Cure Brain Cancer knows how to attract young donors

Every charity in Australia struggles to acquire young, energetic donors who are willing to invest in their non-profit organisation. Cure Brain Cancer knows how to attract young donors. On Saturday evening, I attended the Wolfy Foundation/Cure Brain Cancer Sydney Spring Ball at The Stables in Randwick. Here is what I witnessed:

  • 600+ well-dressed young people.
    • These young people were passionate not only about being there in the fight against brain cancer, but who were also looking for a nice evening out.
  • A spectacular food and drinks package for guests at the event.
  • An exciting raffle with outstanding prizes, such as return business class airfare to Bangkok, Los Angeles, and London.
    • Prizes were donated by Qantas and Virgin Australia, amongst others.
  • A fun photo booth sponsored by Virgin Australia.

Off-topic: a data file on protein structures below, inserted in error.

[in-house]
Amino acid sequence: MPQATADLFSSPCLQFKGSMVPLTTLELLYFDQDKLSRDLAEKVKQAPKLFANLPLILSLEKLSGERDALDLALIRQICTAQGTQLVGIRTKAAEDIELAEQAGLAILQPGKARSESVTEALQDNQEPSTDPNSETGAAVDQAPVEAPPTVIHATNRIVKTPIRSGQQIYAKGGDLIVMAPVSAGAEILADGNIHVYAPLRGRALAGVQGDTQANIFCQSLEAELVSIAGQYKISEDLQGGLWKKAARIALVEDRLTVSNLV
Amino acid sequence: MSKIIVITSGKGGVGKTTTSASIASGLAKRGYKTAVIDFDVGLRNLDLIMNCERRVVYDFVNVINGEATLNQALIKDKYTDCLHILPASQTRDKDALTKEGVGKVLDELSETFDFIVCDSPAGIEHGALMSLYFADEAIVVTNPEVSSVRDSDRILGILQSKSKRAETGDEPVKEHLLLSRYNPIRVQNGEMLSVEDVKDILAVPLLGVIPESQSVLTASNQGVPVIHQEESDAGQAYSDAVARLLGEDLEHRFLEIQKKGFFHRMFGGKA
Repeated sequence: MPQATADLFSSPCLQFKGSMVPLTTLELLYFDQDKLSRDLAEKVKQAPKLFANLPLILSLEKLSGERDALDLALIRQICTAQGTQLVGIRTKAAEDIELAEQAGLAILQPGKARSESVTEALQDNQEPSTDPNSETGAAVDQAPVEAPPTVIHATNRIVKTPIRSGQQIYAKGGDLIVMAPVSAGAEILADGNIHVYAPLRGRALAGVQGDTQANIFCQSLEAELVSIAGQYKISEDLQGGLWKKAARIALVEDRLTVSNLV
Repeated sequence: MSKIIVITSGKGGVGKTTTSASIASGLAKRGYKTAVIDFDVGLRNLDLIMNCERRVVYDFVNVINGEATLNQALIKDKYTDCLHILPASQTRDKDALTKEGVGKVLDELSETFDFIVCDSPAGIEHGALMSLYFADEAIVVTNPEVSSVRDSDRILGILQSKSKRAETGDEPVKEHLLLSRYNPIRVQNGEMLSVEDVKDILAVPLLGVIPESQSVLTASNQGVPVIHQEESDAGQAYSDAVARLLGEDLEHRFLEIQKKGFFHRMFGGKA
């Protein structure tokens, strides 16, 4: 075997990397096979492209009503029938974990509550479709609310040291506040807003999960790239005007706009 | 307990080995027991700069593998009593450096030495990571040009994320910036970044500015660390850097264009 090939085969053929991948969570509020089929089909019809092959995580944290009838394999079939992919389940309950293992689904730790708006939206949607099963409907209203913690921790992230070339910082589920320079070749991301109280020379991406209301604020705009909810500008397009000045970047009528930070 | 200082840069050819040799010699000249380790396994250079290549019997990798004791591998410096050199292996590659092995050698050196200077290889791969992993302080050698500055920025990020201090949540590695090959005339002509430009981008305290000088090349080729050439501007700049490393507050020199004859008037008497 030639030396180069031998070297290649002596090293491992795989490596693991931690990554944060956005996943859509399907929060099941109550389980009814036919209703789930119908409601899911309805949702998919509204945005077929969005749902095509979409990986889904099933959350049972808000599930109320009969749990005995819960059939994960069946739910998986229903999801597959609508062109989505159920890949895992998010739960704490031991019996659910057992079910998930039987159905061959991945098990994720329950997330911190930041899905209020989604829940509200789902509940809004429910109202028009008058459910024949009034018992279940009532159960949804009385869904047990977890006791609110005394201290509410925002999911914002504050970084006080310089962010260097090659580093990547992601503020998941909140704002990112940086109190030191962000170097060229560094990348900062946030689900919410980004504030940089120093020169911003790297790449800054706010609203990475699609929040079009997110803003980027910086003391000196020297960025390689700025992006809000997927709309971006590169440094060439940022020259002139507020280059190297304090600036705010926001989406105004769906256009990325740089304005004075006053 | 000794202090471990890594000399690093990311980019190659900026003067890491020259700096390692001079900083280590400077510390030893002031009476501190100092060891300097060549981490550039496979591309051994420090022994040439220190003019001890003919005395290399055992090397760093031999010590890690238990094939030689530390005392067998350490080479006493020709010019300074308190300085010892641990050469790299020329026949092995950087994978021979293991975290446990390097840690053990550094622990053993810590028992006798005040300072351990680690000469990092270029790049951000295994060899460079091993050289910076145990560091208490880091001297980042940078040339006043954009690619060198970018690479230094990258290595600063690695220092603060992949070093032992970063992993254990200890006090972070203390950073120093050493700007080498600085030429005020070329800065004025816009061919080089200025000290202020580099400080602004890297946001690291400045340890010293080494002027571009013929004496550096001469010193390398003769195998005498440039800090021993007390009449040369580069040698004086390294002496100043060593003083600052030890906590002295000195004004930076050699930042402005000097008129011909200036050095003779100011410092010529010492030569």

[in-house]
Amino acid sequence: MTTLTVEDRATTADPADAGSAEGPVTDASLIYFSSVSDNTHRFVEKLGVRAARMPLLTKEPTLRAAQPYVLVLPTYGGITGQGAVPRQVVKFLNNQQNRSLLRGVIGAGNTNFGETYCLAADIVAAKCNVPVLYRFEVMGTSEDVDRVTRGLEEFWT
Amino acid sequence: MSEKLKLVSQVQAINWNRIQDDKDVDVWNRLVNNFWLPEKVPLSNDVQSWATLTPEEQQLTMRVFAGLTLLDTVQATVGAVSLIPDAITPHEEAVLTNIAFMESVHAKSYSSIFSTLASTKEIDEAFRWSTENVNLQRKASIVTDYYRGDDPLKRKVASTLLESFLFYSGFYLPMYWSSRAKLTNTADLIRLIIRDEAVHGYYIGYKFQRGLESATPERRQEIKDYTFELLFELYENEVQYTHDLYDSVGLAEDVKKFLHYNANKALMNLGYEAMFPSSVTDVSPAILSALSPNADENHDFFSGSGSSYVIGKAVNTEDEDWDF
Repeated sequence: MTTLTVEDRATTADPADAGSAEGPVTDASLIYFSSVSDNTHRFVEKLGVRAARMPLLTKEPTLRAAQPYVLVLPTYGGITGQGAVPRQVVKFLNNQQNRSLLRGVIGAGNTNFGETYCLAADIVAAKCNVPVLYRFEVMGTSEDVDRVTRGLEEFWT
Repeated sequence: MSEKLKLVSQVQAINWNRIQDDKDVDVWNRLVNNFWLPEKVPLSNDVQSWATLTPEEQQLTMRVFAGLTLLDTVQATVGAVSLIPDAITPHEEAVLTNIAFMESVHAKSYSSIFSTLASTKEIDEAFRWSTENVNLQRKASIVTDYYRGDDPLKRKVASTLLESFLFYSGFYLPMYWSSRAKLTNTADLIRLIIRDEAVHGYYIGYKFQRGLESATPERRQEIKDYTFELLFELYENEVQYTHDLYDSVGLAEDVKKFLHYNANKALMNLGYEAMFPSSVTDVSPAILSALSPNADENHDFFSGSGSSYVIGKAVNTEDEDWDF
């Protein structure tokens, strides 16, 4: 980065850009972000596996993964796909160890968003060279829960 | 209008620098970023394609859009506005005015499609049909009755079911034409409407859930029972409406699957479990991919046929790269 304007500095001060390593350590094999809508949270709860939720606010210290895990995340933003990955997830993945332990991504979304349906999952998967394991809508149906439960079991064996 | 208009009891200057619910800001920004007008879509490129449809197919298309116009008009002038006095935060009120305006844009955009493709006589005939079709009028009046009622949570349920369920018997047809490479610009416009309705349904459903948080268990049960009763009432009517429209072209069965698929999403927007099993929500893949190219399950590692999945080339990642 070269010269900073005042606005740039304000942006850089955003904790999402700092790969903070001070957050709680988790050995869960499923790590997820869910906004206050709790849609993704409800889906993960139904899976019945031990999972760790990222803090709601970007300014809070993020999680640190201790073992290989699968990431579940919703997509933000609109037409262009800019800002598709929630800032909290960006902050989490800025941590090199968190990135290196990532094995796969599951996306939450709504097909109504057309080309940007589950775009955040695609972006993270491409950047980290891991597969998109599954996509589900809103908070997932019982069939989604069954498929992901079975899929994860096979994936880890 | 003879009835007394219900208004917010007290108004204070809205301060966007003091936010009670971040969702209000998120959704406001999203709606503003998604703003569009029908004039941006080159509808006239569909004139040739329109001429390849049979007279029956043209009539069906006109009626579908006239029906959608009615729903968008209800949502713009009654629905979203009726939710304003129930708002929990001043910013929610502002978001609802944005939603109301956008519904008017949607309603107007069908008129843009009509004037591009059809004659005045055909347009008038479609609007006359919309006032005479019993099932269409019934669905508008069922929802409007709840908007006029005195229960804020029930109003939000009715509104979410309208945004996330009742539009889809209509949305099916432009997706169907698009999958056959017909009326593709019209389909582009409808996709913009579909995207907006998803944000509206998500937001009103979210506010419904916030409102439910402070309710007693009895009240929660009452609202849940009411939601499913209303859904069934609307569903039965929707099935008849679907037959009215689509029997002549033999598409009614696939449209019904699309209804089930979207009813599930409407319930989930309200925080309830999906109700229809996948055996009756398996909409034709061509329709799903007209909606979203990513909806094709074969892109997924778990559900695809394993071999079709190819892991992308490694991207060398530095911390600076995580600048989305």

• A group of family and friends who had their hearts in the right place.
  • Fundraising!

The Sydney Spring Ball is a joint initiative of Cure Brain Cancer Foundation and the Wolfy Foundation for Sydney’s savviest.  Their  aim is to raise awareness and funds for brain cancer research and to honour David Wolf, who passed away from brain cancer at age 23, and all others who are affected or have been affected by brain cancer. David’s family and friends have become deeply engaged in fundraising since his death and are doing everything they can to ensure other Australian families do not have to face the hurdles they faced.

At this year’s event we learned that less than 10% of the Australian government’s money set aside for cancer research goes to brain cancer.  Private support is critical in the battle against this horrific disease. Research can get us possibly to prevention and maybe even a cure in our lifetimes. The Wolf family’s initiatives are pretty spectacular.

The Sydney Spring Ball had the complete package – the right mix of fun, education, and passion to young donors aged 23-30 to embrace the passion of the Wolf family and friends. It’s a case study every charity should explore.